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Regular version of the site

Summer Mathematics Programme Tailored to Students’ Research Interests

The HSE Summer University is off to a strong start this year, and one of its programmes – the Research Experience for Undergraduates (REU) in Mathematics – has already been met with considerable enthusiasm by participating students. Designed for undergraduate students majoring in Mathematics or related areas, participants work on research projects under the supervision of distinguished mathematicians.

Participating for the second year in the row as a faculty major is Sergei Lando, Tenured Professor in the Faculty of Mathematics, whose work centres on invariants of graphs and knots. ‘I am working as part of the Summer University programme for the second year’, he says. ‘I must say that the format of the programme is unusual for me – it is about the interaction, limited in time for several weeks, during which a tangible result must be obtained. And this is one of the reasons why I wanted to take part in it’.

Sebastiaan van Gilst, a native of the Netherlands who is currently studying in a 4-year integrated Master’s programme at the University of St Andrews in Scotland, is looking to gain experience in research to determine whether the profession is something he wants to pursue as a career. ‘It is difficult, but I have all the resources to help me understand’, he says about his experience so far in the programme. ‘I overcome difficulties mainly through discussions with my research group’.

Mauro Mariani, Senior Research Fellow in the Laboratory of Stochastic Analysis and Its Applications who taught in the programme, acknowledges that mathematical research at a young age is not easy. ‘Math can be overwhelming’, he says. ‘A feeling of inadequacy toward the subject is common among mathematicians, so motivation is an essential requirement to approach open problems with a fresh and energetic attitude’.

Muqing Zheng, a 20 year-old math/computational science double-major student from Rose-Hulman Institute of Technology in the United States, focuses on discrete mathematics and computational methods. He considers HSE’s math faculties to be top-notch, and believes that a good professor is everything in a research programme: ‘My professor, Dr. Brav, is very approachable and extremely knowledgeable. He knows how to think on his feet. I am learning how to tackle problems from different angles by building mathematical relations.’ Muqing Zheng plans to go to a graduate school to focus on applied mathematics and is sure that the research experience he obtained at HSE will be of great value.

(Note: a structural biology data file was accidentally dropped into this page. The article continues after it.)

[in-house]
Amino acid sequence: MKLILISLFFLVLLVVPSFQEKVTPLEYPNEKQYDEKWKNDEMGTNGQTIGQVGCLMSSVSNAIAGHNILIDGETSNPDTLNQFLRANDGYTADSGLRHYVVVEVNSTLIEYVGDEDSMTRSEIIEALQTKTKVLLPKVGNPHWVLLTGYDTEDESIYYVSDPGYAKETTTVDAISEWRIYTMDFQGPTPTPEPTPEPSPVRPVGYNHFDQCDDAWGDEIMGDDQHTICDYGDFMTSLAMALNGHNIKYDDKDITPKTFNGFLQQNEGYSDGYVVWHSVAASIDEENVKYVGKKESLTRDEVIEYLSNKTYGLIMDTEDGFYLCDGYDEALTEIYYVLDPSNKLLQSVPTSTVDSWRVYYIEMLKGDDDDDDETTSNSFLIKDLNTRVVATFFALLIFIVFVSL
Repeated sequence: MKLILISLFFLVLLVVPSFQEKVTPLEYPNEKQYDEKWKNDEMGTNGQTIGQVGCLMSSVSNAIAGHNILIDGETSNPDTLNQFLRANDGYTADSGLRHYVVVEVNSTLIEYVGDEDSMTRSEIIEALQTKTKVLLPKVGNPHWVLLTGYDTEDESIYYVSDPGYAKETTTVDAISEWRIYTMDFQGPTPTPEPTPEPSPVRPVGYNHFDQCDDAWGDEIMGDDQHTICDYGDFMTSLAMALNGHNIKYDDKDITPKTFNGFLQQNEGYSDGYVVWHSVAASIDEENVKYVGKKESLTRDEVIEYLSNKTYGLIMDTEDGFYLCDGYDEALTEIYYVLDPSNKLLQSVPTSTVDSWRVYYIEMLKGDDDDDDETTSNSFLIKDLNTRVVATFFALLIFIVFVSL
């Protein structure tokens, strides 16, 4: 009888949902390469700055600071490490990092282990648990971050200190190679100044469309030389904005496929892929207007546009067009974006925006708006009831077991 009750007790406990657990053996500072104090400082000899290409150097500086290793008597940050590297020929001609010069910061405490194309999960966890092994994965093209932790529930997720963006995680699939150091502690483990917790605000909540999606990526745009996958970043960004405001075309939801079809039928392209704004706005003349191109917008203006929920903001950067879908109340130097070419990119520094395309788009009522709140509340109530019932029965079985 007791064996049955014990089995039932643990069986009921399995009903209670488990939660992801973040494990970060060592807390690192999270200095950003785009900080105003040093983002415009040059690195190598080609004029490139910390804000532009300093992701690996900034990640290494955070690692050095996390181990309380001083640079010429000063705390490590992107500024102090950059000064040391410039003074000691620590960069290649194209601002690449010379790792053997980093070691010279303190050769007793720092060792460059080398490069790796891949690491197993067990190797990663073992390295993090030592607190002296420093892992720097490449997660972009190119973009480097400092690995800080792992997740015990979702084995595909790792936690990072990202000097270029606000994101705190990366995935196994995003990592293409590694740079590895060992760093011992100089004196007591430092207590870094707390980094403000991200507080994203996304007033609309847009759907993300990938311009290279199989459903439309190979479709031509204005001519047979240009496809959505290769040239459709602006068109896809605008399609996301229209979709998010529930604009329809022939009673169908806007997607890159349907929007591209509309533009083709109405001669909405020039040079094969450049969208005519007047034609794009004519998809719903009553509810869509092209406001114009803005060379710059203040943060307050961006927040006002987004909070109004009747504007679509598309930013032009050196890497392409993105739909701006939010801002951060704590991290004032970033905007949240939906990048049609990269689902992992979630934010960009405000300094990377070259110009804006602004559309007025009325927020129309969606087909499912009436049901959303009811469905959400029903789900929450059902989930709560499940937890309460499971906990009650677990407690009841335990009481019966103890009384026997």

Another participant, Nikolaos Adaloglou, is a 21-year-old student from Athens, Greece who just finished his year third undergraduate year. He wanted to join the programme as a way to produce some original work, since his home university doesn’t have undergraduate thesis projects.

‘So far the programme has been really enjoyable and interesting’, Nikolaos says. ‘In particular, Professor Lando, my advisor, has been more than helpful and all around a very nice and interesting person to work with. In only the first week I have learned much, and I am sure that over the next two weeks I will learn even more’.

Nikolaos is one of three students who Professor Lando is advising this summer, the other two coming from Turkey and China.

‘Nick has a summer semester experience in Princeton, so he will have the opportunity to compare different universities’, Professor Lando says. ‘I tried to find a topic for his studies related to his previous experience. Nick and Serkan, my student who came from Turkey, interact well with each other. Despite the fact that the themes of their work are different, they have common subjects for conversation and communication. This helps them advance’, he says, emphasizing how the programme can be tailored to each student’s interests and experience.

Mariani agrees that one of the advantages of the math programme is the opportunity to work intensely on a subject, just as in usual mathematical research.

‘The summer is a good moment to do so, as both teachers and students are less busy,’ he said. ‘I treated students as I would any collaborator, sharing any idea one could have about the subject, working long hours at the blackboard, then taking breaks to summarize what one had understood so far. This is totally different from what a lecture looks like, and hopefully useful both for me and the student. I am really glad HSE runs this programme, as several top universities do around the world.’

The REU in Mathematics generally takes three weeks during the period from June 20 until August 20, 2018, with the exact timespan worked out by the participant and confirmed by the advisor. Students are guaranteed at least 8 hours of consultations by assigned advisors and their assistants. Upon completing their project, students are expected to produce a written report that will be reviewed and evaluated by their advisors.

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